Exports Lead to Higher Wages, More Jobs, Especially for Women, Shows New Report
26 February 2019
Dr. Saman Kelegama Auditorium, IPS
The Sri Lankan experience shows that exports have created more jobs, increased wages, and shifted employment from informal agriculture sector to manufacturing and services. Mostly women and youth have benefited from these developments.
But, the nature and composition of international trade is changing rapidly. The emphasis now is more on plugging into global value chains. To continue to benefit from exports in a changing trade environment Sri Lanka will need to reform its domestic policies to produce skilled workers, facilitate investments, and improve easiness of doing business, noted the IPS Director of Research, Nisha Arunatilake, recently.
As a result, the country has not been able to exploit the opportunities presented by world markets, she pointed out.
She was speaking as a panelist at the launch of the report on ‘Exports to Jobs: Boosting the Gains from Trade in South Asia’, organised by the World Bank, International Labour Organisation (ILO), and IPS, on 26 February 2019.
Delivering the opening remarks at the event, the Country Director of ILO Simrin Singh, said that the South Asian region has the lowest engagement with global trade markets, compared other Asian countries.
This is unfortunate, as export-oriented jobs have contributed to poverty reduction in the past. As such, the report shows that increasing exports can lead to better jobs and higher wages in Sri Lanka, as well as the formalization of the job market, especially for women. This can, in turn, help improve Sri Lanka’s low female labour force participation.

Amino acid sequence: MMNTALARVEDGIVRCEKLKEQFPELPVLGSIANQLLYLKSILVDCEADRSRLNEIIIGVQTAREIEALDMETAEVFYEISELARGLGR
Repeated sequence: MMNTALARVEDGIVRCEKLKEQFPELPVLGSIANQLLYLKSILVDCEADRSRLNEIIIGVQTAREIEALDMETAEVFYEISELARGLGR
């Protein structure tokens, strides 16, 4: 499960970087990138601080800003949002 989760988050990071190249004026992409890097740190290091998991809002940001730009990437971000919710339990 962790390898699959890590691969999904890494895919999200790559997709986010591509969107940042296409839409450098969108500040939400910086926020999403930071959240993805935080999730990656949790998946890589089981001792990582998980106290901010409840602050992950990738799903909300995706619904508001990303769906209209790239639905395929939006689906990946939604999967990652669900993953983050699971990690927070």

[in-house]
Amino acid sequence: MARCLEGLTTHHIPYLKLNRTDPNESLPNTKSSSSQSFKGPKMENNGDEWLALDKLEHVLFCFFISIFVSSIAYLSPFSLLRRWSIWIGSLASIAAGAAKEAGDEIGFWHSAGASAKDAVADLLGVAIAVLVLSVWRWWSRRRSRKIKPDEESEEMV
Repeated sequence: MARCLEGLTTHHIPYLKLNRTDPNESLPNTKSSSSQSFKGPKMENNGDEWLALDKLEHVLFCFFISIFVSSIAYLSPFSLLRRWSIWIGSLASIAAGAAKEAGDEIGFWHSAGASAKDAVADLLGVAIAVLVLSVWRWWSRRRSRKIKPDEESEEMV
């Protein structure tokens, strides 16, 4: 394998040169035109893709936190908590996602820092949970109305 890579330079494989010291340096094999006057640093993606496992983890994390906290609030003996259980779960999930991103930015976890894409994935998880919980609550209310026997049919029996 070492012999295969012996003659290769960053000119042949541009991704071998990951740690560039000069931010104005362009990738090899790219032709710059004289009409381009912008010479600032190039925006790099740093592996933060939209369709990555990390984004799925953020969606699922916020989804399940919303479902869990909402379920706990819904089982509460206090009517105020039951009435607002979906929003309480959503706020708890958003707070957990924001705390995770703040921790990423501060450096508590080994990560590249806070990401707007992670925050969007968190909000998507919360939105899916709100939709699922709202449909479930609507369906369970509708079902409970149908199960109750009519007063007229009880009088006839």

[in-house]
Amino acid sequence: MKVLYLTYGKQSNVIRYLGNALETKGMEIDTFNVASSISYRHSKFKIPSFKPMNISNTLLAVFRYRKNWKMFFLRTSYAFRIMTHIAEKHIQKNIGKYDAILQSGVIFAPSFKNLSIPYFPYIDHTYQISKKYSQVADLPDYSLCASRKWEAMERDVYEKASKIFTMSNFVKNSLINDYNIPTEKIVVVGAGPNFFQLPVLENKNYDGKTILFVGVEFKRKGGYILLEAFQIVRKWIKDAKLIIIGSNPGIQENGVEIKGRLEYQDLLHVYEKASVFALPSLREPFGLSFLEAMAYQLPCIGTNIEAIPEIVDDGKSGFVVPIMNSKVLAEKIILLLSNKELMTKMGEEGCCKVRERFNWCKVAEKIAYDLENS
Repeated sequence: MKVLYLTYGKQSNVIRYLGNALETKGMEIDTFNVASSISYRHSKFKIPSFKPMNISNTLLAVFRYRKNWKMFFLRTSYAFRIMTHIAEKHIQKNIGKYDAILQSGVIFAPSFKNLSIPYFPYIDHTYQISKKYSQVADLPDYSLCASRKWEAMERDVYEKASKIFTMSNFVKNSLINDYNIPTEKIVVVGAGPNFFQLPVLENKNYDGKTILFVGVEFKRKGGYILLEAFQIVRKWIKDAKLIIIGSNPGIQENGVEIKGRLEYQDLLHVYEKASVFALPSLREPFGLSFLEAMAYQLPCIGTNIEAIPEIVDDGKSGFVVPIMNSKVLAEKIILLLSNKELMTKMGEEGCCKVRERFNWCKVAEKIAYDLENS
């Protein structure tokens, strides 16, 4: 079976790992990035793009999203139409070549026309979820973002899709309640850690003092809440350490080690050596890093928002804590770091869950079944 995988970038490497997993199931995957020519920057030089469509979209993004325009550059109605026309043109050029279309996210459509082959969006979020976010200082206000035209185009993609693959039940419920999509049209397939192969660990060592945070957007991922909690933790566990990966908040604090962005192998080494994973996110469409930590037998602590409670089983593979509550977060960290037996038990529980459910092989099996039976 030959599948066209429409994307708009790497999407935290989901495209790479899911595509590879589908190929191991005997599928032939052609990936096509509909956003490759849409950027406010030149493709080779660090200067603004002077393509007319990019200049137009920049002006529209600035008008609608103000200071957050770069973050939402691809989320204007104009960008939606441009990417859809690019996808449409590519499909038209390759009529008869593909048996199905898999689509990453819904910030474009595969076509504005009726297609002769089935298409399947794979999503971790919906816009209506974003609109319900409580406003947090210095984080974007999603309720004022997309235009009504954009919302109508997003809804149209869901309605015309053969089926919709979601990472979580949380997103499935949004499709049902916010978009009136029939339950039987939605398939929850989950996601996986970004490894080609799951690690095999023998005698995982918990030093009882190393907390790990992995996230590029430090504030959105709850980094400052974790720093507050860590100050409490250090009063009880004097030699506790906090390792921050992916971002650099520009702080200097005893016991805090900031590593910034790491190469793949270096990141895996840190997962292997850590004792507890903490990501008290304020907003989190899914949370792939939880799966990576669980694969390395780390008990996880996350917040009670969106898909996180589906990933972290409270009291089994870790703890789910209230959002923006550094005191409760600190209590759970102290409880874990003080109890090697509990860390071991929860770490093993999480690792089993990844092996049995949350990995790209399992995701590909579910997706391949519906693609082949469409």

In fact, increasing the participation of disadvantaged groups, especially young and female workers, could bring the biggest reduction in informality in labour markets, noted World Bank Lead Economist, and Co-author of the report, Gladys Lopez-Acevedo.
Meanwhile, speaking on bottlenecks hindering the growth of the labour market in Sri Lanka, Dr. Arunatilake noted that the general education system of the country has a role to play in instilling marketable skills among youth.
“There are several weaknesses in Sri Lanka’s secondary education system. For instance, many schools have no facilities for science subjects and the education structure is highly exam-oriented, so children are not given the space to play and engage in co-curricular activities that develops important soft skills like team work, leadership, organisation, and discipline,” she pointed out.
The closing remarks were delivered by World Bank’s Chief Economist for South Asia, Hans Timmer, who noted that, as labour markets are restructured, Sri Lanka and the South Asian region also have to provide adequate social protection for all groups of people, to harness innovative and entrepreneurial spirit among the working population.